State of the Tard, September 2009

For my very first post it seems appropriate to bring my [future] readers up to speed on what I have been doing and what I will be doing with regard to affiliate marketing.

A few years ago, a friend of mine told me about “net income”, Shoemoney’s webmaster radio show. After listening to some of those podcasts I was hooked. All that money everyone seemed to be making really piqued my interest. I began reading forums and blogs on the subject and have continued since then. During the past year or so I tried a couple of ambitious projects, like building a blog empire and other gray hat stuff. I had some success, but nothing I could really bank from.

About 6 months ago, I decided to really give affiliate marketing a try. I signed up with a couple of networks and basically didn’t really do shit beyond that. Lame, I know.

I think I fell into the trap lots of newcomers fall into which is constantly reading forums and blogs and not actually trying shit. It is an easy trap to fall into because lots of times, the presumably experienced marketers, contradict each other. I know for some newbs, it’s about money. They are scared to spend it and lose it. For me it was more about wasting time by doing shit people said didn’t work anymore. I also feel it had something to do with information overload and, of course, lack of focus on my part.

Anyway, about 4 months ago, while doing my usual bullshit reading, I came across an interview with Nicky Cakes on tv202.com….

Even though I was a lurker on wickedfire, his name didn’t ring a bell— but what he said in the interview did.  Not only did Wes’ questions get him to describe the basics of affiliate marketing in a succinct way that made it sound do-able, but Cakes said something that really clicked for me:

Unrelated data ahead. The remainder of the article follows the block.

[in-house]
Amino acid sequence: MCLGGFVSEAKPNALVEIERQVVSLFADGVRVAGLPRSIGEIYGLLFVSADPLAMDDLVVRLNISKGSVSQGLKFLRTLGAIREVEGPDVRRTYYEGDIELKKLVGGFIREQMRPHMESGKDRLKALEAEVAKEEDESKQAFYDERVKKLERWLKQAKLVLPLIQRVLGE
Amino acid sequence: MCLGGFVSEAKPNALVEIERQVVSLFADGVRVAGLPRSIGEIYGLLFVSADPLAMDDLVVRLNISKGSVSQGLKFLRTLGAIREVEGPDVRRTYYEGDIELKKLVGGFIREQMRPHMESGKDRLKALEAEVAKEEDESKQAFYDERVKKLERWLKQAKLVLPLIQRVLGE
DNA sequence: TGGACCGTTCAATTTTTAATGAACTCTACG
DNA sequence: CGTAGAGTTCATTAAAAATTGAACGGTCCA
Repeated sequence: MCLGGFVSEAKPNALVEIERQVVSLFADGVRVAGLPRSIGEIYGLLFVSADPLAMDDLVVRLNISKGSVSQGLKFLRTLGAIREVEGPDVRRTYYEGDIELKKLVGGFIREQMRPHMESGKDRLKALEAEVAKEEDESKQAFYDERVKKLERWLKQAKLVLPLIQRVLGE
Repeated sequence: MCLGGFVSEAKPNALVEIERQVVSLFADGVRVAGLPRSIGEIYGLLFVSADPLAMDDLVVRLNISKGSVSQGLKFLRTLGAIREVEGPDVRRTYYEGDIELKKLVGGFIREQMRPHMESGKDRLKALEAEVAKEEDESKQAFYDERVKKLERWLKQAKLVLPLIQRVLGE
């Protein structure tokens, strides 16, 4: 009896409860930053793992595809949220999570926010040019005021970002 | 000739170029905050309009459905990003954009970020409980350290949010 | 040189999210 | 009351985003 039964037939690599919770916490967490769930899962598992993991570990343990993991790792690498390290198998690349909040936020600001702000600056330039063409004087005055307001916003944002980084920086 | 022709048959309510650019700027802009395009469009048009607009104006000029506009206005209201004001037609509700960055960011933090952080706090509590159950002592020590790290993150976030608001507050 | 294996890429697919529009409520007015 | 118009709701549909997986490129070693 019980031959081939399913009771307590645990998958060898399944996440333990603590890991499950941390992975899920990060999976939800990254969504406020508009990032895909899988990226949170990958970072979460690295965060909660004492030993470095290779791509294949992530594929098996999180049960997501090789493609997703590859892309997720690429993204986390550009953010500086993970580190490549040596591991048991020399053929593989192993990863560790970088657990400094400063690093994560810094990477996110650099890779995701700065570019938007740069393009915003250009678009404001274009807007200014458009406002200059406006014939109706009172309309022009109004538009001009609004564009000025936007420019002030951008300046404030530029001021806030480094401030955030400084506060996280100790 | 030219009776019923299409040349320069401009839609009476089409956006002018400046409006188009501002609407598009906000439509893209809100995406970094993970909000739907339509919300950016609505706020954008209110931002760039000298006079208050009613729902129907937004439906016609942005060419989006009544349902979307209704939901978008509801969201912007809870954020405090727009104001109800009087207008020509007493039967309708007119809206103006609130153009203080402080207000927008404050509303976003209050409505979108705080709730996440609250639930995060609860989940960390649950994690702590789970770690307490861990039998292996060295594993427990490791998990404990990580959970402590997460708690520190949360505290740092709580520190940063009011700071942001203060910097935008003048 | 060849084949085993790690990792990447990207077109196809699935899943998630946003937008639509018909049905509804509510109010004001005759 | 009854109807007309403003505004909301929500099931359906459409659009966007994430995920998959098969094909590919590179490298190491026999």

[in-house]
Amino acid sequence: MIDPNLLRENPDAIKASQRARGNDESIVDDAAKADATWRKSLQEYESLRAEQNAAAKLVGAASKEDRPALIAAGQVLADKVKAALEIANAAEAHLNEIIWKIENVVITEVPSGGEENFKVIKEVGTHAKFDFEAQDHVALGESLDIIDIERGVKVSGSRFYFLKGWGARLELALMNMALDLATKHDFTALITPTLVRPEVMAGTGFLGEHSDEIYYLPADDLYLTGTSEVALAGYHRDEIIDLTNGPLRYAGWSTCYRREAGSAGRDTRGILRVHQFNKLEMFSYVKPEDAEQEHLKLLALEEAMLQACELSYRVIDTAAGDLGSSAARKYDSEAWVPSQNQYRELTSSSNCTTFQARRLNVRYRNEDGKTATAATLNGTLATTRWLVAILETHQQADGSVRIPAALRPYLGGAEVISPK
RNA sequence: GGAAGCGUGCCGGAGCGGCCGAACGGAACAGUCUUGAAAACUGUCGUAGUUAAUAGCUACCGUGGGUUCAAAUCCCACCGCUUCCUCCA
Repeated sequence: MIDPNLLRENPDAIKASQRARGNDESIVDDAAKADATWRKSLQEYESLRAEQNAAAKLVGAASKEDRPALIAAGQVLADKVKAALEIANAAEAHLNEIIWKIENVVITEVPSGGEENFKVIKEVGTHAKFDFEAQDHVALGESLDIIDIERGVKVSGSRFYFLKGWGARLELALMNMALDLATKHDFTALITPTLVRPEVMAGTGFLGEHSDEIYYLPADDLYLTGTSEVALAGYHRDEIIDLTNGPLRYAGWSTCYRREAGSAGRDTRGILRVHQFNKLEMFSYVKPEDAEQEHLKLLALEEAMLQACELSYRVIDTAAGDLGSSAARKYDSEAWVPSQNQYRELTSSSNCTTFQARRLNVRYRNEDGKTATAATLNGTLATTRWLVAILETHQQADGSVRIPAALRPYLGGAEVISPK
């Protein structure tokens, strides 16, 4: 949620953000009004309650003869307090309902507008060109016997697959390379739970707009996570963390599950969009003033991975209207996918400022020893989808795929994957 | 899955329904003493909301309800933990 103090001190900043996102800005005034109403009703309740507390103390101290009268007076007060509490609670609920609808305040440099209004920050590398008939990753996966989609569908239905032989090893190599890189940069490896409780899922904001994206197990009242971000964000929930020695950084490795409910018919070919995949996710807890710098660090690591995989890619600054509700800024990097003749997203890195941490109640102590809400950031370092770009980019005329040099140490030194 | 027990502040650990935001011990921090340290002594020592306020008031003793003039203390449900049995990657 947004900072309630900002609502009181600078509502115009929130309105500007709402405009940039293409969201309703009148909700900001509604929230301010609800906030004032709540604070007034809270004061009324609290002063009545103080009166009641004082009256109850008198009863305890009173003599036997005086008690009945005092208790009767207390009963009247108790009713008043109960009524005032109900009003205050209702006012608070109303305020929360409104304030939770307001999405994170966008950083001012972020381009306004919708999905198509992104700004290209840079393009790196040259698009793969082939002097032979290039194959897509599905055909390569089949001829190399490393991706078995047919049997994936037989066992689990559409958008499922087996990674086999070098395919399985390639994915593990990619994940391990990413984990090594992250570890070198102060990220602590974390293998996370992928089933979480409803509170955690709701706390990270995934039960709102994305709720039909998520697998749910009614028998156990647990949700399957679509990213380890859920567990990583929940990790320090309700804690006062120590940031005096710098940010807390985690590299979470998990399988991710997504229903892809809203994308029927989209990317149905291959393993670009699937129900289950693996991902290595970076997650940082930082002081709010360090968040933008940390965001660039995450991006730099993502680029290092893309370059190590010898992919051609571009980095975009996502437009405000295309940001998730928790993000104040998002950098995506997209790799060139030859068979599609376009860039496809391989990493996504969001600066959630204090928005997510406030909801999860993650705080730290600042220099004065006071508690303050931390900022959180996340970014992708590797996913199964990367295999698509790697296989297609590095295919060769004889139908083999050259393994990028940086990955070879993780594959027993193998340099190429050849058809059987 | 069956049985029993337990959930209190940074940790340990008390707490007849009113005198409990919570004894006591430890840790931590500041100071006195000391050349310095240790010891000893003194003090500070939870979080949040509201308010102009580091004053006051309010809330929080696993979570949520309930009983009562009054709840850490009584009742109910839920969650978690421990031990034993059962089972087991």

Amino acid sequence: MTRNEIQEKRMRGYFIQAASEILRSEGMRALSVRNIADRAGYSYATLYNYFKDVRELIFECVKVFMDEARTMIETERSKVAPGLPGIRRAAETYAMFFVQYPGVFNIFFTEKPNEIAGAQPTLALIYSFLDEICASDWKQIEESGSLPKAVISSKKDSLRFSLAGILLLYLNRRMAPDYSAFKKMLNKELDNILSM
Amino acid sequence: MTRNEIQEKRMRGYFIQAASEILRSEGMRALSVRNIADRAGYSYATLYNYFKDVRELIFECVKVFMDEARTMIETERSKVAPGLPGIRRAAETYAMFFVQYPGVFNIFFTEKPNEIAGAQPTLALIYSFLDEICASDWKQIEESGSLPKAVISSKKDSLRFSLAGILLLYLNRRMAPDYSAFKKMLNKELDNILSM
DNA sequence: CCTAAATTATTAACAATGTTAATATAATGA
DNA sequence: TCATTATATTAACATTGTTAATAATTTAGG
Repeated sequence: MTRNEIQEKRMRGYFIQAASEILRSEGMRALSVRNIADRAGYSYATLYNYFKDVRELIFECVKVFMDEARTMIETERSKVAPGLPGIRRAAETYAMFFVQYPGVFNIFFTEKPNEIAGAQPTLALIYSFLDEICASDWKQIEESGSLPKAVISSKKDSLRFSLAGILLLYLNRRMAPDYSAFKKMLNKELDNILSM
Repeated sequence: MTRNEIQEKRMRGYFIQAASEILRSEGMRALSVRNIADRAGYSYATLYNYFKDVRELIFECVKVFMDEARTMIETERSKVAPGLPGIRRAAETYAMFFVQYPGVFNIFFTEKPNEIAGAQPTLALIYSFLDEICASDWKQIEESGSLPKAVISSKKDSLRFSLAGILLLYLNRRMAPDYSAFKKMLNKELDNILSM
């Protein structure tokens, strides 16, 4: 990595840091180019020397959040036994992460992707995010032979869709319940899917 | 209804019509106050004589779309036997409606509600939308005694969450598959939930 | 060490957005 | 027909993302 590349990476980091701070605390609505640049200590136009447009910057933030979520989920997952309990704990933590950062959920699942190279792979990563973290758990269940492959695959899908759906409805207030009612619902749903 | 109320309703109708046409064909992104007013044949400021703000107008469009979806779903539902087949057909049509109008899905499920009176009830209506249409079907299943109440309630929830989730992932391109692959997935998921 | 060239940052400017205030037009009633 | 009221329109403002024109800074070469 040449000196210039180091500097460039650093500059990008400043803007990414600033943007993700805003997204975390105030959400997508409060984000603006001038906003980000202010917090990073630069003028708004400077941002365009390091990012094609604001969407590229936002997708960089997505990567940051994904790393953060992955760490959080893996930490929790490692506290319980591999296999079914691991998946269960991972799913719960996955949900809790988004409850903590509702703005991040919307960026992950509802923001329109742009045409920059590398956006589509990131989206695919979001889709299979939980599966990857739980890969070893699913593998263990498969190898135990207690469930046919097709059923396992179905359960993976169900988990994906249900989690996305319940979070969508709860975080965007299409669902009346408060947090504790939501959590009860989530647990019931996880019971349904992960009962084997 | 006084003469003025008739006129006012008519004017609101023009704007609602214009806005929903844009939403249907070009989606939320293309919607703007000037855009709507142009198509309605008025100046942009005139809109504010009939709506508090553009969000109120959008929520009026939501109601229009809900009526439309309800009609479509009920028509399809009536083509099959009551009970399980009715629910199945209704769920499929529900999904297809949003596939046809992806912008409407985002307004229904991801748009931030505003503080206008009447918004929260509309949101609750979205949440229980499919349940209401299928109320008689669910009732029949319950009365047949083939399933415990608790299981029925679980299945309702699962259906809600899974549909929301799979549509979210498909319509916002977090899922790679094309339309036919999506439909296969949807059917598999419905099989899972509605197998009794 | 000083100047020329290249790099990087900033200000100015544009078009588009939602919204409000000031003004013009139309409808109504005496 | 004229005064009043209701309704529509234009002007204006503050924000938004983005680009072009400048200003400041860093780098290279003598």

“The #1 mistake people make is they read too much stuff.  After you’ve gained a basic understanding of how to use adwords, how to build a campaign, how to build a landing page…. you understand the technical aspects behind everything…. asking questions and reading up on what do you think is going to work is a waste of time.  The biggest mistake is they don’t just go out and try stuff… the people that are succeeding are the guys that crank out campaigns…  and put in work, and treat it like a real job.”

Holy shit!  He had my ass pegged.

Shortly afterward, I decided to “get serious”. I tried doing some campaigns on Google Adwords and MSN Adcenter on my own, with pretty shitty results. I fell in another newbie trap of throwing up a campaign then micromanaging and refreshing stats instead of throwing up more. Around this time, I also joined ppc-coach. I read mostly positive stuff about the program and decided, fuck it, it’s not that much money, and signed up. More on ppc-coach later.

Recently, in August and September, I launched about 8 campaigns on Adwords and Adcenter. I learned a lot about tweaking adgroups and keywords to improve CTR and CPC. While the campaigns lost money, these were not big spends so it was no big deal. I really think the learning was worth it. Not that it’s complicated, but once you actually do a few campaigns, it gives you confidence to do more and everything you read about just makes way more sense.

Stay Tuned, bitches.

Tard tip: Tv202.com has more good interviews that are definitely worth watching.

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